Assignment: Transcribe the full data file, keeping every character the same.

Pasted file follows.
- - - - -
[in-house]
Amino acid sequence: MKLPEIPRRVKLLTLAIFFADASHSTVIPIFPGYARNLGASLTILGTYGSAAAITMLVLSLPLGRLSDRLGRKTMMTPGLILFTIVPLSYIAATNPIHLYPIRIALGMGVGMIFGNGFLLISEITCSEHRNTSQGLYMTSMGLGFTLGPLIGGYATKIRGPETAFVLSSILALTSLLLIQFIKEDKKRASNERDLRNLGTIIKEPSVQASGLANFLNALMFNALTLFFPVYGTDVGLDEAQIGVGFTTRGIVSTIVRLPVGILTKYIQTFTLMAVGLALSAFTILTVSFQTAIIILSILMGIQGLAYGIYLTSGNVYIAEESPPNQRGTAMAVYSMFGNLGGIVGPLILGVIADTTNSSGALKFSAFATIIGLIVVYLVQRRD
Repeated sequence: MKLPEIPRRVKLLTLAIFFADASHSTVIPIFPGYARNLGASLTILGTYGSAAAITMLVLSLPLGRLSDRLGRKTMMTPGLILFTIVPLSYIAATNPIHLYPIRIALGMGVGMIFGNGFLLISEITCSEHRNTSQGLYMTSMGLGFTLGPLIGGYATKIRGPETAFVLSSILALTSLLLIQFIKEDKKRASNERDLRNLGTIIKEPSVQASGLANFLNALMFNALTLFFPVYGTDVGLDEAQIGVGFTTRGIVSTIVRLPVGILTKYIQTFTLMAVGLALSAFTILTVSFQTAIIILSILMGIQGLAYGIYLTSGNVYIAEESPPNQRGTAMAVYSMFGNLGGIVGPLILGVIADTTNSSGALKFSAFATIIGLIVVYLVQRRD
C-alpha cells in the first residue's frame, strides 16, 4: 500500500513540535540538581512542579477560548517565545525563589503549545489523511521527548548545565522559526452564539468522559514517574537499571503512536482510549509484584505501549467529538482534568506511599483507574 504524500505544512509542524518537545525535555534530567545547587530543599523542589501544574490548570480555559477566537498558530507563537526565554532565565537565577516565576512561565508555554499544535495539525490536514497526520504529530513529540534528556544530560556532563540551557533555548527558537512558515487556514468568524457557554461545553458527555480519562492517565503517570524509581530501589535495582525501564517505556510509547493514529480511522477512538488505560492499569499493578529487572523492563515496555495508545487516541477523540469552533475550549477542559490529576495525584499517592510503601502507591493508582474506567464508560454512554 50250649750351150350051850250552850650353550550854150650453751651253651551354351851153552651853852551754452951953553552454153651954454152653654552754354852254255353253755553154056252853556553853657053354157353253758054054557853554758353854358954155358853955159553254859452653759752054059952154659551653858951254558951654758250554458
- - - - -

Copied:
[in-house]
Amino acid sequence: MKLPEIPRRVKLLTLAIFFADASHSTVIPIFPGYARNLGASLTILGTYGSAAAITMLVLSLPLGRLSDRLGRKTMMTPGLILFTIVPLSYIAATNPIHLYPIRIALGMGVGMIFGNGFLLISEITCSEHRNTSQGLYMTSMGLGFTLGPLIGGYATKIRGPETAFVLSSILALTSLLLIQFIKEDKKRASNERDLRNLGTIIKEPSVQASGLANFLNALMFNALTLFFPVYGTDVGLDEAQIGVGFTTRGIVSTIVRLPVGILTKYIQTFTLMAVGLALSAFTILTVSFQTAIIILSILMGIQGLAYGIYLTSGNVYIAEESPPNQRGTAMAVYSMFGNLGGIVGPLILGVIADTTNSSGALKFSAFATIIGLIVVYLVQRRD
Repeated sequence: MKLPEIPRRVKLLTLAIFFADASHSTVIPIFPGYARNLGASLTILGTYGSAAAITMLVLSLPLGRLSDRLGRKTMMTPGLILFTIVPLSYIAATNPIHLYPIRIALGMGVGMIFGNGFLLISEITCSEHRNTSQGLYMTSMGLGFTLGPLIGGYATKIRGPETAFVLSSILALTSLLLIQFIKEDKKRASNERDLRNLGTIIKEPSVQASGLANFLNALMFNALTLFFPVYGTDVGLDEAQIGVGFTTRGIVSTIVRLPVGILTKYIQTFTLMAVGLALSAFTILTVSFQTAIIILSILMGIQGLAYGIYLTSGNVYIAEESPPNQRGTAMAVYSMFGNLGGIVGPLILGVIADTTNSSGALKFSAFATIIGLIVVYLVQRRD
C-alpha cells in the first residue's frame, strides 16, 4: 500500500513540535540538581512542579477560548517565545525563589503549545489523511521527548548545565522559526452564539468522559514517574537499571503512536482510549509484584505501549467529538482534568506511599483507574 504524500505544512509542524518537545525535555534530567545547587530543599523542589501544574490548570480555559477566537498558530507563537526565554532565565537565577516565576512561565508555554499544535495539525490536514497526520504529530513529540534528556544530560556532563540551557533555548527558537512558515487556514468568524457557554461545553458527555480519562492517565503517570524509581530501589535495582525501564517505556510509547493514529480511522477512538488505560492499569499493578529487572523492563515496555495508545487516541477523540469552533475550549477542559490529576495525584499517592510503601502507591493508582474506567464508560454512554 50250649750351150350051850250552850650353550550854150650453751651253651551354351851153552651853852551754452951953553552454153651954454152653654552754354852254255353253755553154056252853556553853657053354157353253758054054557853554758353854358954155358853955159553254859452653759752054059952154659551653858951254558951654758250554458